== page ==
A decline in NASA's research laboratories is seriously jeopardizing the agency's ability to explore the outer planets and understand the beginnings of the universe, according to a report by the US National Academy of Sciences (NAS). The report, Capabilities for the Future: an Assessment of NASA's Laboratories for Basic Research, finds serious shortcomings in NASA's six research laboratories and says that urgent funding is needed to reverse the trend.

The institutions examined by the NAS's 19-member panel are the Ames Research Center and the Jet Propulsion Laboratory, both in California, the Glenn Research Center in Ohio, the Goddard Space Flight Center in Maryland, the Langley Research Center in Virginia, and the Marshall Space Flight Center in Alabama. Apart from having been found to have inadequate laboratory equipment and services, the report also notes that more than 80% of the laboratories in the institutes are more than 40 years old, and typically require more maintenance than current funding permits.

"Over the past five years or more, there has been a steady and significant decrease in NASA's laboratory capabilities, including equipment, maintenance and facility upgrades," the report concludes. It blames the problem on a lack of funding for the laboratories. NASA currently spends each year just 1.5% of the "current replacement value" of its active facilities on maintenance, repairs and upgrades. The report also says that the deferred maintenance budget – upgrades that are passed on to following year's budget – grew from $1.77bn to $2.46bn from 2004 to 2009, representing a "staggering maintenance and repair bill for the future".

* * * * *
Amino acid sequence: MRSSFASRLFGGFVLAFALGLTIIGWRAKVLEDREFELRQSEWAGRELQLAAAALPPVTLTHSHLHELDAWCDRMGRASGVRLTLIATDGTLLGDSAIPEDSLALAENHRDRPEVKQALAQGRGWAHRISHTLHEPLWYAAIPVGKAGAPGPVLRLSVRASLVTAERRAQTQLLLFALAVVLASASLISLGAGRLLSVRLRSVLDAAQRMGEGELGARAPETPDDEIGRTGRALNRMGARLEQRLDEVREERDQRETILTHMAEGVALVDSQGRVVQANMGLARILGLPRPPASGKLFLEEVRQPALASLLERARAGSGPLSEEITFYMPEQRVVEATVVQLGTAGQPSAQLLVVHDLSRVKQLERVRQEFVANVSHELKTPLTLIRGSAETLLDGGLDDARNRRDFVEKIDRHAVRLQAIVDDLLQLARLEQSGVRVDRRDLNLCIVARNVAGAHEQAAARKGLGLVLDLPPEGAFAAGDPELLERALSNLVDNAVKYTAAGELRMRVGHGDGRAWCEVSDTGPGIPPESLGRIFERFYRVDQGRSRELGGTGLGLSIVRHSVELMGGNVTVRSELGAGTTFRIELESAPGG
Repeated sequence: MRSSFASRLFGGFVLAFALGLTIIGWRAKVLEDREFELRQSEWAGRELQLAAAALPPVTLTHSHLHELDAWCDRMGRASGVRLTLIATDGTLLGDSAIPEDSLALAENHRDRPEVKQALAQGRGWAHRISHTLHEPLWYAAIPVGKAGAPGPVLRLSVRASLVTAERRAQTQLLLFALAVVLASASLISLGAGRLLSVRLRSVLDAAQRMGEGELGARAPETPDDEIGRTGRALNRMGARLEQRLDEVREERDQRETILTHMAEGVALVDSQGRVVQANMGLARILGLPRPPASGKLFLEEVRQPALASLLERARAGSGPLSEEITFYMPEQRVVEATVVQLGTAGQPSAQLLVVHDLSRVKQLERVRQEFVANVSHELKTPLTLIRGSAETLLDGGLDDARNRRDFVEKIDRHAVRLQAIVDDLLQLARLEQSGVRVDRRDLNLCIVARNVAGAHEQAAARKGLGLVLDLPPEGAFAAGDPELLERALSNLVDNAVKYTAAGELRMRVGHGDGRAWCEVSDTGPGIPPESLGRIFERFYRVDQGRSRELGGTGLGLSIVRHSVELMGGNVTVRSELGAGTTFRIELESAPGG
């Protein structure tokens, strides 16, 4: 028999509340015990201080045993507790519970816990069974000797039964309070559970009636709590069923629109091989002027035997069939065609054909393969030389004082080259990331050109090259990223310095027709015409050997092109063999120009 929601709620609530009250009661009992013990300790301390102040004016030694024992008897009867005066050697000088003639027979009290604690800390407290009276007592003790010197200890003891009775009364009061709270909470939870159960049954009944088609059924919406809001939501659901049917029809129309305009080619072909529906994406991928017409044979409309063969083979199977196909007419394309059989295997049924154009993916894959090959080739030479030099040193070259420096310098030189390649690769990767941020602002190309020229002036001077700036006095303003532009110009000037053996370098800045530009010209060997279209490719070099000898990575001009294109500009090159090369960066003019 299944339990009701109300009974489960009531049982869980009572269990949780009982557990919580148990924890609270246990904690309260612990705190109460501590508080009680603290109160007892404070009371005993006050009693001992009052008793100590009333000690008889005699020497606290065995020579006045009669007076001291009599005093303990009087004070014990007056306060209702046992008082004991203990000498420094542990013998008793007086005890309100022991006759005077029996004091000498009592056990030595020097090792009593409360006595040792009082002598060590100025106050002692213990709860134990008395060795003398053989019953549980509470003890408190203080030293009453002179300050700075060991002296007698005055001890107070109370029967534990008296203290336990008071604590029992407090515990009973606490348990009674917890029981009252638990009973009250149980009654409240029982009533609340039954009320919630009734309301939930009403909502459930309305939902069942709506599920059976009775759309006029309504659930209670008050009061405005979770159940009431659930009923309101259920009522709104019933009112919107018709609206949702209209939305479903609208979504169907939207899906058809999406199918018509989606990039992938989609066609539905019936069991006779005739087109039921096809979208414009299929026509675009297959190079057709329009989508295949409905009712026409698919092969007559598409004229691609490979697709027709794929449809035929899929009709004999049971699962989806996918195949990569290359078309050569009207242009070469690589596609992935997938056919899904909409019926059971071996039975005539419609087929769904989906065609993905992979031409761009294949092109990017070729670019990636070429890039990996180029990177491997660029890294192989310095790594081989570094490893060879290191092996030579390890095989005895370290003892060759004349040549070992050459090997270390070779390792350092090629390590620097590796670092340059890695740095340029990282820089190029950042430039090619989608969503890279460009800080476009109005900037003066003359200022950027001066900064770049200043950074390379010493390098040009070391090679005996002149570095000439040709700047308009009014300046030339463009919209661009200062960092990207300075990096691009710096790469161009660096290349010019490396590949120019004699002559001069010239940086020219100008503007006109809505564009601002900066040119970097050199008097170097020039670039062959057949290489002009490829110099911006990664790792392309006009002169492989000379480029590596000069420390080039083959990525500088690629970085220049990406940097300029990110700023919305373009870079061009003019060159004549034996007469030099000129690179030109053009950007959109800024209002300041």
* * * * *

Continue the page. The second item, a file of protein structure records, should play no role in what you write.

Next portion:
Resource requests

To reverse the decline, the committee recommends that fundamental long-term research and development should be managed separately from short-term mission programmes. Its hope is that NASA can make its research labs at least as good as those at the US Department of Energy and at top-tier universities.

"These research capabilities have taken years to develop and depend on highly competent and experienced personnel and infrastructure," says committee co-chair Joseph Reagan, a former executive of Lockheed Martin. "Without adequate resources, laboratories can deteriorate very quickly and will not be easily reconstituted."

NASA has also come under fire from former astronauts who participated in the Apollo Moon-landing programme as they continued their criticism of the administration's plans to scrap a planned manned mission to the Moon. In Senate testimony, Neil Armstrong, the first man to walk on the Moon, expressed his concern that the administration's plans will result in the US's loss of leadership in human spaceflight. "If the leadership we have acquired through our investment is allowed simply to fade away, other nations will surely step in where we have faltered," he said.